Minimal role of GB virus-C/hepatitis G virus in fulminant and subfulminant hepatitis in Taiwan
Version of Record online: 28 FEB 2002
Journal of Gastroenterology and Hepatology
Volume 14, Issue 4, pages 352–357, April 1999
How to Cite
Liu, C.-J., Kao, J.-H., Lai, M.-Y., Chen, P.-J., Chu, J.-S., Chen, W. and Chen, D.-S. (1999), Minimal role of GB virus-C/hepatitis G virus in fulminant and subfulminant hepatitis in Taiwan. Journal of Gastroenterology and Hepatology, 14: 352–357. doi: 10.1046/j.1440-1746.1999.01855.x
- Issue online: 28 FEB 2002
- Version of Record online: 28 FEB 2002
- GB virus-C/hepatitis G virus;
- fulminant hepatitis;
- polymerase chain reaction;
- subfulminant hepatitis
Background: The role of GB virus-C/hepatitis G virus (GBV-C/HGV) in fulminant hepatitis (FH) and subfulminant hepatitis (SFH) remains unclear.
Methods: Thirty-two FH or SFH patients, with adequate clinical information and serum specimens, were studied. Serum samples were tested for hepatitis markers and genomes of hepatitis A–E viruses, as well as GBV-C/HGV.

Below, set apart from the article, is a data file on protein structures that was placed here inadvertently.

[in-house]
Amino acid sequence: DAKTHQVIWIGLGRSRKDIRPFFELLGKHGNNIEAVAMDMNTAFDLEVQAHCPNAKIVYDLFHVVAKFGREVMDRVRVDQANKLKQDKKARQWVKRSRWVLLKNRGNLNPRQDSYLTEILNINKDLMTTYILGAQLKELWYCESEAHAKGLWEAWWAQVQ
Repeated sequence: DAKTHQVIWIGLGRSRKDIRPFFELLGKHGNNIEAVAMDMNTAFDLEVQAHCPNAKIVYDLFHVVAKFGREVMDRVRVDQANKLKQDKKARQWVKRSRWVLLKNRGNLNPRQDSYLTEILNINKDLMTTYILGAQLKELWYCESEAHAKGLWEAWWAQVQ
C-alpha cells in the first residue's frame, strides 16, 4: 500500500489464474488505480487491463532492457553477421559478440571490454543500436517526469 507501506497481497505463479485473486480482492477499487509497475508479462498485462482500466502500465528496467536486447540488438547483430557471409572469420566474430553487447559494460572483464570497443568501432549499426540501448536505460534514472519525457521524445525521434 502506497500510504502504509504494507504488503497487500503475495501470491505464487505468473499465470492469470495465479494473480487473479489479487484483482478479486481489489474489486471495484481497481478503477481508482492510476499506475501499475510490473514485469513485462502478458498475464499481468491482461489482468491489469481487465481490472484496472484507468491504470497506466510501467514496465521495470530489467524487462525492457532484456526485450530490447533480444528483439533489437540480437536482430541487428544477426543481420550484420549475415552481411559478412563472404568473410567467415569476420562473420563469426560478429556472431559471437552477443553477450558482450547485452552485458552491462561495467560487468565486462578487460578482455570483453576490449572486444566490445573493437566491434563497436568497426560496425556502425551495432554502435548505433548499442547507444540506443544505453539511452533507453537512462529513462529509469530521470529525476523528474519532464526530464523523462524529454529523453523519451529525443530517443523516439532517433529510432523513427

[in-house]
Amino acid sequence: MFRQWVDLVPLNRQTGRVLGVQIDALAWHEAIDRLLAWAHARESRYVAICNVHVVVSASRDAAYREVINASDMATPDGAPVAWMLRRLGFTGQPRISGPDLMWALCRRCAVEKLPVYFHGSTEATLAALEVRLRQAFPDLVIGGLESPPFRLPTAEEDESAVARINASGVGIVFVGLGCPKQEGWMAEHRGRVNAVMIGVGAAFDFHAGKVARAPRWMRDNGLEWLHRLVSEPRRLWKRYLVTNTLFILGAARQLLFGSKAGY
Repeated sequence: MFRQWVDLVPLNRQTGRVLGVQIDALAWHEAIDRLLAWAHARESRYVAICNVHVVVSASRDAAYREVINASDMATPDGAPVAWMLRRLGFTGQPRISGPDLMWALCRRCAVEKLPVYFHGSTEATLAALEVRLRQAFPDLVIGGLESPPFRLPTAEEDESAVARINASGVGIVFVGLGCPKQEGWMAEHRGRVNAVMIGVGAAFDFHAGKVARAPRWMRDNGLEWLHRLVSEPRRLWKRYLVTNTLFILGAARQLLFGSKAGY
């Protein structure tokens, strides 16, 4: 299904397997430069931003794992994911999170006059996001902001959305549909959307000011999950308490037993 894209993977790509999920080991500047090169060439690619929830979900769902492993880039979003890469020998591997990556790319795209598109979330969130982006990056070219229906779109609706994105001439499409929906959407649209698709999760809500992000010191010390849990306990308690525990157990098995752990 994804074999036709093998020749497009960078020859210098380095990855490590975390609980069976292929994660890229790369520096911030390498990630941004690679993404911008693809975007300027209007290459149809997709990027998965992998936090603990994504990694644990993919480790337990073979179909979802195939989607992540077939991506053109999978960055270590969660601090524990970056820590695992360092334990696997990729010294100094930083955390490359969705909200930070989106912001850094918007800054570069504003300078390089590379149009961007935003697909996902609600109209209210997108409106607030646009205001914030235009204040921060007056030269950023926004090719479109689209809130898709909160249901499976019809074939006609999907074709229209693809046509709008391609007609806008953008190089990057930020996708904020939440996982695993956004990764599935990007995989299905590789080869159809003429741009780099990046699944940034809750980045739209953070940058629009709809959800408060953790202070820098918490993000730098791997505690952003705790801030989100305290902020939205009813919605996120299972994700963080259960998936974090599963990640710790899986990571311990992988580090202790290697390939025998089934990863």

Results: Of the cases of FH/SFH studied, one (3%) was caused by anti-tuberculosis agents, 26 (81%) had hepatotropic virus infection, and five (16%) had no identifiable cause. Of the 26 patients with hepatotropic virus infection, five had acute hepatitis B infection (one with acute hepatitis D virus (HDV) co-infection), one had acute hepatitis C infection, 16 were hepatitis B surface antigen carriers with reactivation or superimposed by unidentified agent(s) (two had triple virus infections), three were hepatitis B carriers with HDV superinfection, and one had GBV-C/HGV infection in addition to exposure to halothane. GBV-C/HGV-RNA was detected in only three of 32 patients (9%) and all had a history of blood transfusion or co-existing causative factors. Of the 26 patients with hepatotropic virus infection, 18 were tested for antibodies against GBV-C/HGV envelope protein and seven were reactive, suggesting past infection.
Conclusions: The role of GBV-C/HGV in causing FH and SFH is minimal in Taiwan and HBV infection remains the major aetiology. These findings also suggest the existence of as yet unrecognized agents, responsible for such catastrophic illnesses.